Fauntroy Honored In Absentia for Dedication to Civil Rights, D.C.
By James Wright
Friends and family members honored the work of the District’s coordinator for the 1963 March on Washington and the city’s first delegate in the 20th century to represent the nation’s capital in the U.S. Congress.
The Rev. Walter Fauntroy, who served as the District’s delegate to the U.S. House of Representatives from 1971-1991, received recognition for his civil rights work in the city and his political impact on Capitol Hill, during a tribute hosted by District attorney Johnny Barnes and former Ward 6 advisory neighborhood commissioner Keith Silver at Tony Cheng’s Restaurant in Northwest on Thursday, Aug. 22. Barnes, 64, said Fauntroy has always been more than generous when it comes to helping others.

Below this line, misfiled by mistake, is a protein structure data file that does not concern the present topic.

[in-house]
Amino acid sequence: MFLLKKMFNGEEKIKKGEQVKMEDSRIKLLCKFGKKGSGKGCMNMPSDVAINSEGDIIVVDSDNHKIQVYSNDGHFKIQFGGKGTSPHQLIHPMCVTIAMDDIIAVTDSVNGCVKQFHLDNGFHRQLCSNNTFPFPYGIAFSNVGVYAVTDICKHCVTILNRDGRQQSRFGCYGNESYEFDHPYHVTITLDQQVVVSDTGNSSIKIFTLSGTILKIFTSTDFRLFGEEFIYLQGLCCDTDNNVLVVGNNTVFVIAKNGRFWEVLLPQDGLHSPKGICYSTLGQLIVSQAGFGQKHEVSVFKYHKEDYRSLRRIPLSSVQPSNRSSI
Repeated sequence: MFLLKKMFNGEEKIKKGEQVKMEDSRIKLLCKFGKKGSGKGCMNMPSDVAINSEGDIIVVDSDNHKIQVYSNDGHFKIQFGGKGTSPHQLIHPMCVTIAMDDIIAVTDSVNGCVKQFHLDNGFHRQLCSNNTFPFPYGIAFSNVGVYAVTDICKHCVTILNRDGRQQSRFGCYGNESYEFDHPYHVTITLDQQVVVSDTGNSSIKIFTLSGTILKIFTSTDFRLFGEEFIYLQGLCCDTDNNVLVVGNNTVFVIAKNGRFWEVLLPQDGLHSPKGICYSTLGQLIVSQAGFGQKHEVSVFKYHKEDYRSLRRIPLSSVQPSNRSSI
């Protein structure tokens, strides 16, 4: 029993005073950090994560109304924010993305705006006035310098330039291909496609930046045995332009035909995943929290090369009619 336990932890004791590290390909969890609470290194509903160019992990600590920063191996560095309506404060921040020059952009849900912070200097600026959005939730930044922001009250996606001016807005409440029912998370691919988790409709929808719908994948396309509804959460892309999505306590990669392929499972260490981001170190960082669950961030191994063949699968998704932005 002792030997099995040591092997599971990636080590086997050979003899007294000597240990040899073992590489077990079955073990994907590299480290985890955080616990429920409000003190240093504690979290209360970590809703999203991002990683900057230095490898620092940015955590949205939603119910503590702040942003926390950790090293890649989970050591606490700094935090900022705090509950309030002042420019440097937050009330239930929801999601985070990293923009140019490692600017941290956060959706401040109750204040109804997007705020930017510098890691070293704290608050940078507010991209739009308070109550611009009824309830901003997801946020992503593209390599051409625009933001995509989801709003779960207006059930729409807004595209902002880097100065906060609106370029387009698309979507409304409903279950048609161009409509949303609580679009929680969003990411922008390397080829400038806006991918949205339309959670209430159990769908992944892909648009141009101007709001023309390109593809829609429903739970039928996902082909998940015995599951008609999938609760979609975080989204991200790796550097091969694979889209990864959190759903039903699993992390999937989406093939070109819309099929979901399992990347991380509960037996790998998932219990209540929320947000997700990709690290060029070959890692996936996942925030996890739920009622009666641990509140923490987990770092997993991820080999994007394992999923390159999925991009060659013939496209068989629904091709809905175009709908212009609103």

“He lived his life in sacrifice so that we could live in comfort,” Barnes told about 90 guests, who came out on a warm and sultry evening to honor the man of the hour, prior to the 50th anniversary of the March on Washington.
Silver, a resident of Northwest, said that Fauntroy didn’t attend the tribute because he’s traveling overseas. However, Fauntroy’s wife, Dorothy, and son, Marvin attended the event along with his brother, Billy, and nephew, Michael Fauntroy, a nationally-known political scientist.